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Consumer Technology

Starlink Revolution in Remote Australia

The following comes from an interview with Gary Salisbury.

Elon Musk’s Starlink has reached Australia. Starlink is designed for the approximately 3 billion people worldwide who have limited or no internet, not for city areas or those with fast access, yet. Australians living in remote areas or black spots are some of the people already benefitting.

The stories of my early satellite involvement were for people out of town with no ADSL available. They had dial-up access often at 5–10 kbps over noisy old phone lines. They were thrilled when we turned up and provided 256, then later 512 kbps download speed.

These were free systems from the federal government, with generally low monthly fees. However, the plans were not large with peak/off-peak allowances. They were similar to sky muster.

So Starlink is revolutionary!

The SpaceX Starlink satellite broadband system is rendering the National Broadband Network’s Sky Muster geo-stationary satellite internet system obsolete. Starlink offers a low latency connection (~40 milliseconds) and download speed around 200 Mbps with unlimited data.

This is not unusual for the Musk companies I guess in that they regularly disrupt industries with their transformational new technologies.

We at Kansat have been involved in the installation of satellite broadband systems under several federal government schemes, like the Higher Bandwidth Incentive Scheme and Broadband Connect, since the early 2000s.

Prior to these systems, there existed only “one-way” satellite internet via a small receive-only dish and a dial-up modem or ISDN return channel. Earlier still, in the late 1990s, we installed several and used ourselves such a system called ZacNet which involved reception from a Middle Eastern source on a geo-stationary satellite via a 2.3 metre C band dish with dial-up modem return channel. This was super-speed internet at the time, receiving data at 400 kbps (0.4 Mbps)!

Until now, those living outside the reach of fibre to the node or Fixed Wireless NBN had either NBN’s Sky Muster satellite or Telstra’s 4G, and occasionally Optus 4G if a usable signal reached them.

Sky Muster peaks at around 25 Mbps download speed and generally is limited to around 200 GB/month for reasonable cost — however, more than 50% of data is allocated to off-peak times (i.e., 1:00am—7:00am). This means families often use up peak data and are slowed to 256–512 kbps during peak times, including evening streaming times. These plans can cost only marginally less than the $139/month for unlimited Starlink service averaging 150–250 Mbps download/15 Mbps upload. Latency of Sky Muster systems is typically around 600–900 milliseconds, making it unusable for gaming.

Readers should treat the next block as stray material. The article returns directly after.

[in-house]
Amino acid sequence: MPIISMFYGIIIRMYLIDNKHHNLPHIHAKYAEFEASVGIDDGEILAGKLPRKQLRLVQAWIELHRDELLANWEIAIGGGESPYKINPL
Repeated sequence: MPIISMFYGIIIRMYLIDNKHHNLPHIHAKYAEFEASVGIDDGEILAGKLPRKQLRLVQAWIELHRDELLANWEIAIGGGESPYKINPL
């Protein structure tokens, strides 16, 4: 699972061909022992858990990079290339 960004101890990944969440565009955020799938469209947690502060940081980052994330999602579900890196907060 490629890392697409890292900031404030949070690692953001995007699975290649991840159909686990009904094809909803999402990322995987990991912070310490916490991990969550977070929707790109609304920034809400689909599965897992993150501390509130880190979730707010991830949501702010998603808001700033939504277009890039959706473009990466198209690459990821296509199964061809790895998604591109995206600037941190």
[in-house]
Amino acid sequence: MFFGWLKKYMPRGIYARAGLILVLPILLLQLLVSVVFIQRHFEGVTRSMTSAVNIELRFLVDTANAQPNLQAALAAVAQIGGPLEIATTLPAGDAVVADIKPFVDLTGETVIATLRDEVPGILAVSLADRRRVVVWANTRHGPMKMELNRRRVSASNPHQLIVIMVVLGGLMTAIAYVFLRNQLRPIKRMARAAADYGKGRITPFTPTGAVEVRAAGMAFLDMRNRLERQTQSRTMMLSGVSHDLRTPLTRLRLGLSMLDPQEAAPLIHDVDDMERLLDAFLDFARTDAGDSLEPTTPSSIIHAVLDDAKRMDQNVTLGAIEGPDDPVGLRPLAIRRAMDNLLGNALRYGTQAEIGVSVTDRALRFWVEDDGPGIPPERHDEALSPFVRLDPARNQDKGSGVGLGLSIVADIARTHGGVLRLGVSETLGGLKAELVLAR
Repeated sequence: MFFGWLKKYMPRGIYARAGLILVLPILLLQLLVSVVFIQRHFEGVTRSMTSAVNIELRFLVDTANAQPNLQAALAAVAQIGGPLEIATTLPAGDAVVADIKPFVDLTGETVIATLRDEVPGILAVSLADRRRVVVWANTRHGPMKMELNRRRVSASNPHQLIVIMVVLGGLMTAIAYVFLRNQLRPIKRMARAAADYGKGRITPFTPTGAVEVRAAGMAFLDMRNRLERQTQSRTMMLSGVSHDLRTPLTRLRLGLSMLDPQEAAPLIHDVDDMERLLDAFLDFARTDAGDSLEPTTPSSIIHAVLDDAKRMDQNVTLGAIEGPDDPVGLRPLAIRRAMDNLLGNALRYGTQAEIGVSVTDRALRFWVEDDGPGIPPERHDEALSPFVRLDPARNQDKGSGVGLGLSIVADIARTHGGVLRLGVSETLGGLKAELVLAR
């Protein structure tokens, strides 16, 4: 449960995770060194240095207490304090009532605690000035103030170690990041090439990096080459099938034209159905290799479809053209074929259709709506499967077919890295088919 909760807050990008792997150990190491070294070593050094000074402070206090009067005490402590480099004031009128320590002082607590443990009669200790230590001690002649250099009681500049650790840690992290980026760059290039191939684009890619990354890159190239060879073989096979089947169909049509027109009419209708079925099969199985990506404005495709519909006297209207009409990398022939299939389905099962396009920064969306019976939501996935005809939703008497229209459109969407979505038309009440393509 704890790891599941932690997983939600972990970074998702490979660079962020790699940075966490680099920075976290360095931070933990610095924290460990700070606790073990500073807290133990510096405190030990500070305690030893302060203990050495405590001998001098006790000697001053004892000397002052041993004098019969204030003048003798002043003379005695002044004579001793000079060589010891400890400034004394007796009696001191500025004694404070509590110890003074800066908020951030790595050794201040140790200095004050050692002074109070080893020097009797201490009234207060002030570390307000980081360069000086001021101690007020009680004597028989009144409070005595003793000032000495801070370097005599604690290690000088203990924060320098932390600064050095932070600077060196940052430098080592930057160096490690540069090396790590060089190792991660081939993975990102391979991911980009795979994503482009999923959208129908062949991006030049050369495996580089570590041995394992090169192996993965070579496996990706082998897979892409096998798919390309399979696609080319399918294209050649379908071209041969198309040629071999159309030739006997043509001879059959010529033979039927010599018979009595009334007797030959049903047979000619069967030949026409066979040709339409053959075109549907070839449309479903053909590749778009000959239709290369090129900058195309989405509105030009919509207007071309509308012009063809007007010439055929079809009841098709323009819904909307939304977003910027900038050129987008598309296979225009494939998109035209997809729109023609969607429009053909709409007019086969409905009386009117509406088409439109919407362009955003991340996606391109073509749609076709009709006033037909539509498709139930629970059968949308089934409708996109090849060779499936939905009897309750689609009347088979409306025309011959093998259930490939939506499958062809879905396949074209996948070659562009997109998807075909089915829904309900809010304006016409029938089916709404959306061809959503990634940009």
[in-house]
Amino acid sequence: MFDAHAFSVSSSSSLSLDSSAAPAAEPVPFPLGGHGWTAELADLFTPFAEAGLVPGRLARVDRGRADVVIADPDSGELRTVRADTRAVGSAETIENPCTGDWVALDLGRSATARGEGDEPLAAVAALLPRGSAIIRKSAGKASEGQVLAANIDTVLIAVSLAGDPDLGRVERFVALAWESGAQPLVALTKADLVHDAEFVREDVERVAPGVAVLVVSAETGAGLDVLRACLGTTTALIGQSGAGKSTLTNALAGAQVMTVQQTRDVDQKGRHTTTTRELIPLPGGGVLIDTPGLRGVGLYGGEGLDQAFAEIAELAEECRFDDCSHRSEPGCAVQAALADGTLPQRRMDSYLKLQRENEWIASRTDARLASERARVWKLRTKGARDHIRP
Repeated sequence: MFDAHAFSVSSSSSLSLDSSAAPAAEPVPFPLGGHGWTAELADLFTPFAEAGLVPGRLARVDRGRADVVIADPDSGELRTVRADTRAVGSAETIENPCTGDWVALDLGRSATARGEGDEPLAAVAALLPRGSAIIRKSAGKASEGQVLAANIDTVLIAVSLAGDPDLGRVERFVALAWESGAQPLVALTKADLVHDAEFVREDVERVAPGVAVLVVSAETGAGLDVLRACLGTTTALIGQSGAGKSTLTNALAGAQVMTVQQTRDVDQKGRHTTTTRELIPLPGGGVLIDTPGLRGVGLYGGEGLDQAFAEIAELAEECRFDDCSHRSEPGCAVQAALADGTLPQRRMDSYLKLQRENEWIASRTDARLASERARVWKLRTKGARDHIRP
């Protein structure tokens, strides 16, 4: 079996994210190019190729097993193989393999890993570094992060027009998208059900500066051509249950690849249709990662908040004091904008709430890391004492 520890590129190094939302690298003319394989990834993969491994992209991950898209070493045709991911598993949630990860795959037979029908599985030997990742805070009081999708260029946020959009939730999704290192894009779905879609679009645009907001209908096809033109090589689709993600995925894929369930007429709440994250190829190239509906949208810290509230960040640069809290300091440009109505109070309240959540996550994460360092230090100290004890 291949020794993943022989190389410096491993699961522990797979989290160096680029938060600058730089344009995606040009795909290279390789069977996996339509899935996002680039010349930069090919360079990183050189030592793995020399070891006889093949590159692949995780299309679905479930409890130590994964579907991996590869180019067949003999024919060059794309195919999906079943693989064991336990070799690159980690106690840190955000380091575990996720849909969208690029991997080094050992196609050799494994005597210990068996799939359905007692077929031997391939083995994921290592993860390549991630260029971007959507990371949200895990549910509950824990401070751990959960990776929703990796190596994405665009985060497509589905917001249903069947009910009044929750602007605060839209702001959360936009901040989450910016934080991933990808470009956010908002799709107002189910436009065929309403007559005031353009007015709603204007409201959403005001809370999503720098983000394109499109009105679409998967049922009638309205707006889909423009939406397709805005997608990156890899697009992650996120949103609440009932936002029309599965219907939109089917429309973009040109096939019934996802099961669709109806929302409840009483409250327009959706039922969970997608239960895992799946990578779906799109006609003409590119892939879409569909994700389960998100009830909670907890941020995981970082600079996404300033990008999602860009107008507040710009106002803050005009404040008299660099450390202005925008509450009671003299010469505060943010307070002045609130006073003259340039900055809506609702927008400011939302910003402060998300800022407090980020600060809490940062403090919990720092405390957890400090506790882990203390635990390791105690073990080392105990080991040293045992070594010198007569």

Starlink speed test

Typical Starlink speed test. Photo courtesy of Gary Salisbury.

The Starlink kit costs around AUD$900, which is paid when signing up on the Starlink website and is then delivered within a week, at the moment. The antenna is a 600mm x 300mm motorised panel antenna supplied with 22 metres of cable with proprietary connectors. The system will plug & play. However, the supplied mount is not suitable for our climate or roof construction, so my business Kansat installs them professionally on a cyclone-rated roof mount.

Starlink dish Kansat

Starlink dish installed by Kansat. Photo courtesy of Gary Salisbury

The supplied router is dual-band WiFi only. Though, we can supply a Starlink ethernet adapter for our customers who need that feature. Or these can be purchased from Starlink.

I have been using Starlink since March of this year and can vouch for reliability even through storm rain. More customer feedback:

“Millions are not connected to the Internet — we’re thrilled to say that we’re no longer among them. Blistering fast and online in minutes, Starlink ends a six-year journey.” —Neil V. from New South Wales Australia

We expect to be joining Gary and Neil soon.

Featured image courtesy of Starlink

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